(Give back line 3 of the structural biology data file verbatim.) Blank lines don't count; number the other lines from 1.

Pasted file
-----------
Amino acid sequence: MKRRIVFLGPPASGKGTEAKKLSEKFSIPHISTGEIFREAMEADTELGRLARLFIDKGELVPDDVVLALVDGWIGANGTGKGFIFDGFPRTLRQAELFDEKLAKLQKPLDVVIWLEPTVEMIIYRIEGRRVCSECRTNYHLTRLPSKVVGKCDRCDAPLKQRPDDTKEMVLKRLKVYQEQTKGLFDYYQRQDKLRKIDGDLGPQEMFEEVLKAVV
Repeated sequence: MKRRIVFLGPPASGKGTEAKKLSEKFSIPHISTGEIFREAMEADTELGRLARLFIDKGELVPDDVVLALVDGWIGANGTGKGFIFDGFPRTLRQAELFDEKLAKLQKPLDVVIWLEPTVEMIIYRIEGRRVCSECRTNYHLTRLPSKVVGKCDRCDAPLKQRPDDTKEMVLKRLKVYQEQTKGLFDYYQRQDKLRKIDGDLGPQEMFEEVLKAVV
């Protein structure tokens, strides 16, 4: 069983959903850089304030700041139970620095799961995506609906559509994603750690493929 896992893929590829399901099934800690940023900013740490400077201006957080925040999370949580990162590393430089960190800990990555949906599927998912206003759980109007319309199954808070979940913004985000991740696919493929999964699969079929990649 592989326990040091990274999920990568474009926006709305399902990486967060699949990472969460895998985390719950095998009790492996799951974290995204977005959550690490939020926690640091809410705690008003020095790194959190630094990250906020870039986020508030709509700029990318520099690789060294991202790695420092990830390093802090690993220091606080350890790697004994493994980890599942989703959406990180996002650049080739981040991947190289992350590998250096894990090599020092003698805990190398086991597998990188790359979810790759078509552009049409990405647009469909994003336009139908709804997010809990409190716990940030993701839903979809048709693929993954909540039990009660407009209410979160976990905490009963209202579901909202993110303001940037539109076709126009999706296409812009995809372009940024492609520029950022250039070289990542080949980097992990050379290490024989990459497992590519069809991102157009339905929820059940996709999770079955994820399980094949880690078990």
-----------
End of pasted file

């Protein structure tokens, strides 16, 4: 069983959903850089304030700041139970620095799961995506609906559509994603750690493929 896992893929590829399901099934800690940023900013740490400077201006957080925040999370949580990162590393430089960190800990990555949906599927998912206003759980109007319309199954808070979940913004985000991740696919493929999964699969079929990649 592989326990040091990274999920990568474009926006709305399902990486967060699949990472969460895998985390719950095998009790492996799951974290995204977005959550690490939020926690640091809410705690008003020095790194959190630094990250906020870039986020508030709509700029990318520099690789060294991202790695420092990830390093802090690993220091606080350890790697004994493994980890599942989703959406990180996002650049080739981040991947190289992350590998250096894990090599020092003698805990190398086991597998990188790359979810790759078509552009049409990405647009469909994003336009139908709804997010809990409190716990940030993701839903979809048709693929993954909540039990009660407009209410979160976990905490009963209202579901909202993110303001940037539109076709126009999706296409812009995809372009940024492609520029950022250039070289990542080949980097992990050379290490024989990459497992590519069809991102157009339905929820059940996709999770079955994820399980094949880690078990």